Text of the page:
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Abstract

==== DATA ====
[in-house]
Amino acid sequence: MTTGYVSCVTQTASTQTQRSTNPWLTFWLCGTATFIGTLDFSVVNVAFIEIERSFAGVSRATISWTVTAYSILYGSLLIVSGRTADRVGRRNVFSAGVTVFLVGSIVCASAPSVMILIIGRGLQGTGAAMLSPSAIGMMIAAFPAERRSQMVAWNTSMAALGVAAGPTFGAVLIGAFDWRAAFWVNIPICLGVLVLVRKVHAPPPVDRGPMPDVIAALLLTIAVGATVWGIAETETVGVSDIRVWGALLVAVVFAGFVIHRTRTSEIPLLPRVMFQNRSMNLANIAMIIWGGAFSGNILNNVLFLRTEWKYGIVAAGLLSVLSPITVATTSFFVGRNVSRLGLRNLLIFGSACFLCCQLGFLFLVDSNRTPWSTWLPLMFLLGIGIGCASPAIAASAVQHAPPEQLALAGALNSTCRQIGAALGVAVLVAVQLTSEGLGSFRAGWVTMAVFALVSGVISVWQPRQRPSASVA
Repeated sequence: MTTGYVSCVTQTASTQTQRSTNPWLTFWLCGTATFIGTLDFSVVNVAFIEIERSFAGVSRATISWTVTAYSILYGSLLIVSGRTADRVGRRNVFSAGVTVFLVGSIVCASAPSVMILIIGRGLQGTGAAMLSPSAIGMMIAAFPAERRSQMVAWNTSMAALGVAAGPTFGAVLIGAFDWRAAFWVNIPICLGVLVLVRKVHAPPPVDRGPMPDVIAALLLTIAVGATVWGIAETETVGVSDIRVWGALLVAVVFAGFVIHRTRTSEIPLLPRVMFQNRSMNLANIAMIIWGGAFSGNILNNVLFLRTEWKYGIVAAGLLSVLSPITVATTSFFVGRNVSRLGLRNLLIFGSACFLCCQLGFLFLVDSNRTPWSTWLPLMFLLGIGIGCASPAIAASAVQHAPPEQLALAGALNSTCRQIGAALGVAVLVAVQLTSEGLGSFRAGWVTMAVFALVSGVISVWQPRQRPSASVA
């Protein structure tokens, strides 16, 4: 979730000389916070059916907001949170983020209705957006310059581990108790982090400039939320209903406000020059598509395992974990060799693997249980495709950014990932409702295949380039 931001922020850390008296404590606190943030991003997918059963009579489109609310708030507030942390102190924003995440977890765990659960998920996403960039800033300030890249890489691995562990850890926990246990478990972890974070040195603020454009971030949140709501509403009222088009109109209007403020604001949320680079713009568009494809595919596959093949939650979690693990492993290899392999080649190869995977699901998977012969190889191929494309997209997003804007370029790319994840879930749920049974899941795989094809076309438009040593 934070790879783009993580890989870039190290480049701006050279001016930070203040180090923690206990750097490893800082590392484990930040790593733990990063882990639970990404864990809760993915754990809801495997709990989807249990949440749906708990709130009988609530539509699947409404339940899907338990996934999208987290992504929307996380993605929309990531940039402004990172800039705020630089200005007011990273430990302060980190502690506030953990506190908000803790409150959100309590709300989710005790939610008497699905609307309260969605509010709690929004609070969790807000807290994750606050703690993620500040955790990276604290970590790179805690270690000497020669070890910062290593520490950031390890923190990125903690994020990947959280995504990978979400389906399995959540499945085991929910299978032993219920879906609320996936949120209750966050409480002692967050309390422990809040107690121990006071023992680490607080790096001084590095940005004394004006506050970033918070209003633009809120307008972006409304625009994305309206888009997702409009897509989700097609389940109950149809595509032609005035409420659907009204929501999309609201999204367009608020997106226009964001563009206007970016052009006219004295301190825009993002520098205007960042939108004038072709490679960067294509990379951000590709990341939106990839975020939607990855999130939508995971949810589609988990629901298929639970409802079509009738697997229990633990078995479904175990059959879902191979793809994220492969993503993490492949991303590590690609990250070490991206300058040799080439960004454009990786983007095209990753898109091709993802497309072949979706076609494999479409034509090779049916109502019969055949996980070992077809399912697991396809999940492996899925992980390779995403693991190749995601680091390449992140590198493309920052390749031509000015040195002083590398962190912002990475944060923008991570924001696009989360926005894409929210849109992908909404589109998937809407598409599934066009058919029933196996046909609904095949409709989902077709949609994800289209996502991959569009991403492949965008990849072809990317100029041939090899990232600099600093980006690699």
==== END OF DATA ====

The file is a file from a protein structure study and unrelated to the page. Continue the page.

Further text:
This paper documents the novel fact that Regional Trade Agreements (RTA) decrease bilateral trade imbalances as measured by conventional measure of the net export share in gross trade. While on average an RTA decreases bilateral trade imbalance by 7%, greater trade integration through a deeper RTA is associated with a reduction of up to 50% among the sample of over 160 countries since 1960. This implies, that the recent surge in net trade balances has appeared on behalf of the trade between countries that are not involved in RTA integration. The driving channel is the enhancement of cross-border activity and increase in the global value chain integration among RTA members. Overall, this paper implies that the levels of RTA integration should be accounted for in the assessment of aggregate trade balances as the share of GDP, as trade flows bounded by different level of RTA integration will have different reactions to the same shocks. Additionally, I show that RTAs made trade more balanced among its members, and that global increase in the global trade imbalances happened on the expense of the non-RTA trading partners.

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